Cisplatin, a single administration of 6 mg/kg, i.p.
Body weight: ↓
Kidney/body weight ratio: ↑
Serum: BUN, CR ↑
Kidney: SOD ↓, cleaved caspase-3 and acute tubular necrosis score ↑
Body weight: (++)
Kidney/body weight ratio: (+++)
Serum: CR (++), BUN (+++)
Kidney: acute tubular necrosis score (++), SOD and cleaved caspase-3 (+++)
Not studied

Kpemissi et al. [102]Combretum micranthum leaf ethanol-water (8 : 2) extract
200 or 400 mg/kg/day p.o., for 10 days
Male Wistar rats, 6-8-week-aged, 200-250 g
Cisplatin 7.5 mg/kg, i.p., a single injection on the 5th day
Body weight: ↓
Relative kidney weight: ↑
Serum: CR, urea, UA, ALT, AST, GGT, ALP ↑, TP, ALB, Ca, Mg, P, NO, FRAP ↓
Urine: CR, urea, UA, P ↓,
TP, ALB, Ca, Mg, ↑
Kidney: MDA ↑, FRAP, NO, GSH ↓
Body weight (++ both doses)
Relative kidney weight: (+++ 200, ++ 400)
Serum: urea (+++ 200, ++ 400), CR, UA TP, ALB, Ca, Mg, P, ALT, AST, ALP, NO, FRAP (+++ both doses), GGT (↓ both doses)
Urine: CR, urea, UA TP, (+++ 200, ++ 400), ALB, Ca, Mg, P (+++ both doses)
Kidney: NO, GSH (++ both doses), FRAP (+++ 200, ++ 400), MDA (+++ both doses)
Not studied

Hosseinian et al. [16]Nigella sativa seeds 70% ethanol extract
100 or 200 mg/kg, i.p.
(i) Pretreatment (6 days)+saline for 5 days after cisplatin
(ii) Pretreatment (6 days)+extract for 5 days after cisplatin
Male Wistar rats, 230-300 g
Cisplatin 6 mg/kg on the 6th day of the experiment, i.p.
Serum: total SH ↓, MDA ↑
Kidney: total SH ↓, MDA ↑ slightly
Renal tissue damage: ↑
(i) Serum: MDA (+++ both doses), total SH (+++100, ↑ 200)
Kidney: MDA (- both doses), total SH (+++ both)
Renal tissue damage: (++ both doses)
(ii) Serum: MDA (+++ both doses), total SH (↑ both)
Kidney: MDA (- 100, +++ 200), total SH (+++ both)
Renal tissue damage: (++ both doses)
Not studied

Chen et al. [25]Total flavonoids from Clinopodium chinense (Benth.)
Pretreatment
20, 40, or 80 mg/kg, i.g., for 15 days
Male Sprague-Dawley rats, 220-250 g
Doxorubicin-induced cardiotoxicity
3 mg/kg, i.p., every two days for a total of three injections
Body and heart weight: ↓
Serum: AST, LDH, CK ↑
Heart: SOD, CAT, GPx ↓, MDA ↑
Body and heart weight: (++ 20, +++ 40 and 80)
Serum: CK, LDH (++ 20, +++ 40 and 80), AST (+++ all doses)
Heart: GPx (+ 20, ++ 40 and 80), CAT (++ all doses), MDA, SOD (++ 20, +++ 40 and 80)
80 mg/kg only studied: none

Ahmed et al. [24]Allium sativum (garlic) aqueous extract
1 mL/100 g b.w., p.o., daily for 7 days before and 7 days after methotrexate
Male Wistar rats, 100–120 g
Methotrexate-induced nephrotoxicity
20 mg/kg, a single injection, i.p.
Serum: urea, CR, K, P ↑, Na ↓
Kidney: GSH, CAT ↓, MDA, ADA, NO ↑
Serum: urea (↓), P (+), CR, K, Na (+++)
Kidney: MDA, NO (++), GSH, CAT, ADA (+++)
None

Tag et al. [37]Morus nigra (mulberry) leaves
50% ethanol extract
500 mg/kg, i.g., daily for 14 days
Male albino rats, 180–200 g
Methotrexate-induced hepatotoxicity, a single dose,
20 mg/kg, on 4th day, i.p.
Liver weight/body weight: ↑
Serum: AST, ALT, ALP, LDH ↑
Liver: total pathological score ↑, mean score of hepatocyte degeneration, congestion, cellular infiltration, fibrosis ↑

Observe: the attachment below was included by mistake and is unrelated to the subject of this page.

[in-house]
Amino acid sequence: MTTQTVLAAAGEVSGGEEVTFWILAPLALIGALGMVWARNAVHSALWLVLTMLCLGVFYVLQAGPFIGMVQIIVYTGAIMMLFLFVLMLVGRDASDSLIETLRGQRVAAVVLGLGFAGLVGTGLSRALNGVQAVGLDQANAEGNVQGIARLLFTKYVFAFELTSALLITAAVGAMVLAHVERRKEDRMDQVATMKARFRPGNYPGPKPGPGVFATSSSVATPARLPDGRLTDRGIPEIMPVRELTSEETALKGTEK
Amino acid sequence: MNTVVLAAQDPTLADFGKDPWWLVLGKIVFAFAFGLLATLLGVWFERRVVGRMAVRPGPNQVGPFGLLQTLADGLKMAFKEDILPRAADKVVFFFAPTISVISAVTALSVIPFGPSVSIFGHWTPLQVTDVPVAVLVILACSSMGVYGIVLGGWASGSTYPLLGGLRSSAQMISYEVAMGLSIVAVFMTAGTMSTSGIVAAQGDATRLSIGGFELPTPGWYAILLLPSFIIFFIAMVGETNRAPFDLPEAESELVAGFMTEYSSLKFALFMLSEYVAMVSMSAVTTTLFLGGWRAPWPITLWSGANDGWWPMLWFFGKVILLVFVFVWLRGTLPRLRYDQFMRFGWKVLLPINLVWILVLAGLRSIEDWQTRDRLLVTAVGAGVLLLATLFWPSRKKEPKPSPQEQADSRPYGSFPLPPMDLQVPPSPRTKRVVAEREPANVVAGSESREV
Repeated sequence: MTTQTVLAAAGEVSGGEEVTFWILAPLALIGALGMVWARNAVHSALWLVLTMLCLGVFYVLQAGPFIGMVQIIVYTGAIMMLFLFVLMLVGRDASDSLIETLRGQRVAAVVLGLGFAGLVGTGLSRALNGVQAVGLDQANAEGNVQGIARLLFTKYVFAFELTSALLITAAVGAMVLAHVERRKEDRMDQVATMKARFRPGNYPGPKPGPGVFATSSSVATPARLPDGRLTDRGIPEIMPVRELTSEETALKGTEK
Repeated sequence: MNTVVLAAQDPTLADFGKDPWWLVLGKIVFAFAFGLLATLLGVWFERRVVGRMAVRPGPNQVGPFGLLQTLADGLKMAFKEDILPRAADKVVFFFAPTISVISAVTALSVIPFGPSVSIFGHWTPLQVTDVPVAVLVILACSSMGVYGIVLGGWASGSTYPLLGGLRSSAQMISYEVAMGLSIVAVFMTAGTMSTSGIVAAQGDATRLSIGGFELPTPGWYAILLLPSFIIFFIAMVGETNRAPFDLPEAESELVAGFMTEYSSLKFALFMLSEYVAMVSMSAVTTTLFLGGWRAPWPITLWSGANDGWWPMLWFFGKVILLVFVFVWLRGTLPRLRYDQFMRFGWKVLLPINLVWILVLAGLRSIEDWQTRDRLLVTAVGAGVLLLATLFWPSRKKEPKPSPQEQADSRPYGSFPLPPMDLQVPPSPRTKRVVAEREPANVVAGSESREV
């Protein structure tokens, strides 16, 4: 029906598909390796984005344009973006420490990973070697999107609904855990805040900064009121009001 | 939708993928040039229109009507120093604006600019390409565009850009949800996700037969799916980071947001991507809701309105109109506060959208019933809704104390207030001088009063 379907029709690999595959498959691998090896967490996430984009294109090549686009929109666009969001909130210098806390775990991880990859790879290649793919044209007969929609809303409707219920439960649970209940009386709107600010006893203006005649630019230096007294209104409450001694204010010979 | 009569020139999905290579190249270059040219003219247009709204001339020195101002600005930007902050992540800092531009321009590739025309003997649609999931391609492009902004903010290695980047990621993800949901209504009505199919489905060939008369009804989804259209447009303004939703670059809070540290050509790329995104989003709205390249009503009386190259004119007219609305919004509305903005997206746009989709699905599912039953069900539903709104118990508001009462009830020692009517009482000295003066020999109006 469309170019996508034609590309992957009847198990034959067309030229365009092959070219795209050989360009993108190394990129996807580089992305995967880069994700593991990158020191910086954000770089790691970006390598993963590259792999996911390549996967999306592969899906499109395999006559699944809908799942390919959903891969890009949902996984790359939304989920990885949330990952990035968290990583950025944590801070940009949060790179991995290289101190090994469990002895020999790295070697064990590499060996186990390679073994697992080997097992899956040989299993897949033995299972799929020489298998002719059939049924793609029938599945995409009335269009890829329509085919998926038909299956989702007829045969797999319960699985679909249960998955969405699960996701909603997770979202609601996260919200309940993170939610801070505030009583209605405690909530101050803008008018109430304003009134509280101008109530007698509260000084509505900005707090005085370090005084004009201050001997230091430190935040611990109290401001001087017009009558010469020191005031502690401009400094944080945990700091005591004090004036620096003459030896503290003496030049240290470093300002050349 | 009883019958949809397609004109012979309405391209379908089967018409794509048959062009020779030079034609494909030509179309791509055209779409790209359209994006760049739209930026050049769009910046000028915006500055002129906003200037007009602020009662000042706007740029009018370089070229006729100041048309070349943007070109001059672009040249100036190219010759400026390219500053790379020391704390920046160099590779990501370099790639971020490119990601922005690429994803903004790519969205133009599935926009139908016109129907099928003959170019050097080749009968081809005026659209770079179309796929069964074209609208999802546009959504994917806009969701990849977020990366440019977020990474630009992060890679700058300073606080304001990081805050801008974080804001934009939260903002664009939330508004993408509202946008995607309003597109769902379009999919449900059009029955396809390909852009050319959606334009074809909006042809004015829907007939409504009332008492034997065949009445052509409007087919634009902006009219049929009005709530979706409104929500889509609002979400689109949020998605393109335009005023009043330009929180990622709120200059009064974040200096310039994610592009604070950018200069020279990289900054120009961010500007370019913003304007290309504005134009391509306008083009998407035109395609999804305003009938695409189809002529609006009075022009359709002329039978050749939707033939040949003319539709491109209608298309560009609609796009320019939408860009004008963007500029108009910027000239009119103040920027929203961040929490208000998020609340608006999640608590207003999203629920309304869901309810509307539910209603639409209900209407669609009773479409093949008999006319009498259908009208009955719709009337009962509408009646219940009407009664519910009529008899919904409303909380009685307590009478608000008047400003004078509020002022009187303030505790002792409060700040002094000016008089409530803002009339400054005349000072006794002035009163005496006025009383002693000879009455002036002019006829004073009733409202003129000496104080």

Liver weight/body weight: (++)
Serum: ALP (++), AST, ALT, LDH ↓
Liver: total pathological score (++), mean score of hepatocyte degeneration, congestion, cellular infiltration and fibrosis (++)
Serum: AST, ALT, ALP, LDH ↓

Moghadam et al. [103]Curcuma longa L., ethanol extract
100 or 200 mg/kg, p.o., for 30 days
Male Wistar rats, 220–280 g
Methotrexate-induced hepatotoxicity, a single dose 20 mg/kg i.p., on day 30th
Body weight:
Liver weight: ↑
Serum: ALB, TP ↓, ALT, AST, ALP, bilirubin ↑
Plasma: TAS ↓
Liver: SOD, GPx, CAT ↓, MDA, number of neutrophils, degree of injury ↑
Body weight:
Liver weight ratio: (++ both doses)
Serum: AST, ALP (++ both doses), ALB, ALT, bilirubin, TP (++ 100, +++ 200)
Plasma: TAS (++100, +++200)
Liver: MDA, number of neutrophils (+ 100, ++ 200), degree of injury (++ both doses),
SOD, CAT, GPx (++ 100, +++ 200)
The higher dose:
Liver: CAT ↑
Plasma: TAS ↑

Omole et al. [26]Kolaviron—a mixture of flavonoids obtained from Garcinia kola seeds
Pretreatment
200 or 400 mg/kg/d, p.o., for 14 days
Male Wistar rats, 120-150 g
Cyclophosphamide 50 mg/kg/d, i.p., 24 hours after the last dose of kolaviron, for 3 days
Relative heart weight: ↑
Heart: SOD, CAT, GPx, GSH ↓, LDH, CK, MDA, H2O2, MPO and cTn I ↑
Relative heart weight: (+++ 200, ++ 400)
Heart: LDH, CK, cTn I, MPO, and GSH (++ both doses), GPx, CAT, MDA, H2O2 (+++ 200, ++ 400),
SOD (+++) both doses
None

Sheweita et al. [101]Essential oils of Foeniculum vulgare Miller (fennel) seeds, Cuminum cyminum L. (cumin) seeds, and Syzygium aromaticum L. (clove) flower buds (0.12 mL/kg b.w., 0.10 mL/kg b.w., and 0.106 mL/kg b.w., (1/50 LD50 doses), respectively), p.o. for 28 days
Male Swiss albino mice, about 25 g
Cyclophosphamide
2.5 mg/kg b.w. for 28 days, p.o.
Serum: ALT, AST, ALP ↑
Liver (S9 fraction): TBARS ↑; GSH, GPx, GR, GST, SOD, CAT ↓
Hepatic microsomal fraction: NADPH-cytochrome c reductase ↑
Serum: ALT, AST, ALP (++ all oils)
Liver (S9 fraction): TBARS (++ clove oil, +++ fennel and cumin oils); GPx, GSH, GR, SOD, CAT (+++ all oils); GST ↑ all oils
Hepatic microsomal fraction: NADPH-cytochrome c reductase (0 all oils)
Liver: TBARS ↓,
GPx, CAT, GST ↑ (all oils), GR ↑ (cumin and clove), GSH, SOD ↑ (cumin), NADPH-cytochrome c reductase ↑ (all)

Rahate and Rajasekaran [27]Desmostachya bipinnata Stapf (L.) roots—the polyphenolic fraction of 70% methanol extract
100 or 200 mg/kg b.w., p.o., 21 days
Sprague-Dawley female rats, 150–200 g
Tamoxifen citrate
45 mg/kg b.w., p.o., 10th–21st days
Serum: protein ↓, AST, ALT, ALP, cholesterol, TG, urea, CR, UA, bilirubin ↑
Liver: LPO↑, GSH, GPx, SOD, CAT ↓
Serum: protein, AST, ALT, cholesterol, TG, urea, UA (++ both doses), CR, bilirubin (++ 100, +++ 200),
ALP (++ 100, ↓ 200)
Liver: CAT (+ 100, ++ 200), LPO, GSH, GPx, SOD, (++ both doses)